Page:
EPA releases draft air permits for Shell drilling, appeals restricted
Following the 2010 Environmental Appeals Board remand of Shell’s air quality permits for the company’s planned Arctic outer continental shelf exploration drilling, the Environmental Protection Agency has released new draft permits for public review. The air quality permits form a particularly critical component of the permitting requirements for Shell’s OCS plans, with appeals over permit issuance being a major factor in past deferrals of company’s Arctic OCS drilling program.
Shell wants to drill in Alaska’s Beaufort and Chukchi Seas during the 2012 Arctic open water season.
The new draft permits address all of the various points that the EAB had upheld in the appeal against the original versions of the permits. For example, EPA has changed its specification of what constitutes a stationary emissions source during a drilling operation, and has included the requirements of new nitrogen oxides emissions standards in the permits. Following directions from the EAB, EPA has incorporated all new applicable air quality standards, including new stipulations for the regulation of greenhouse gas emissions.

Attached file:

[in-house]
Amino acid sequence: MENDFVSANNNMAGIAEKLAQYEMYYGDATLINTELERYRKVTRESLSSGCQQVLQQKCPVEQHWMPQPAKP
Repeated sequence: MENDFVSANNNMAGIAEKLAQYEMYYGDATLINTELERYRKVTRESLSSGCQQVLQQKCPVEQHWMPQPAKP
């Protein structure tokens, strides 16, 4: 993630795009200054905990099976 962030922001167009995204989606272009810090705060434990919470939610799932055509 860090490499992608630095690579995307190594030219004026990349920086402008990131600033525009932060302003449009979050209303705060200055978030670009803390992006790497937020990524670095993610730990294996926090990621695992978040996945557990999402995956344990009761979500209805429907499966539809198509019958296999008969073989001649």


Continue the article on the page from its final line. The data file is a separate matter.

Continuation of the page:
EPA says that, in accordance with orders issued by the EAB, any appeal against the new versions of the permits will be restricted to challenges over issues already raised in the EAB appeal case, and over issues addressed by EPA as a result of the EAB remand. People cannot appeal new issues that could have been raised in the appeals over the original versions of the permits.
Escopeta gets C-plan approved; Foss tugs to pick up rig July 7
The Alaska Department of Environmental Conservation has approved Escopeta Oil’s spill plan for its offshore drilling program in the Cook Inlet basin.
The Oil Discharge Prevention and Contingency Plan, generally referred to as a C-plan, was approved yesterday.
The Spartan 151 jack-up rig, contracted by Escopeta for its Kitchen Lights unit exploration that is expected to start this summer, will be picked up July 7 by Foss Maritime tugs and towed to Alaska from Victoria, British Columbia.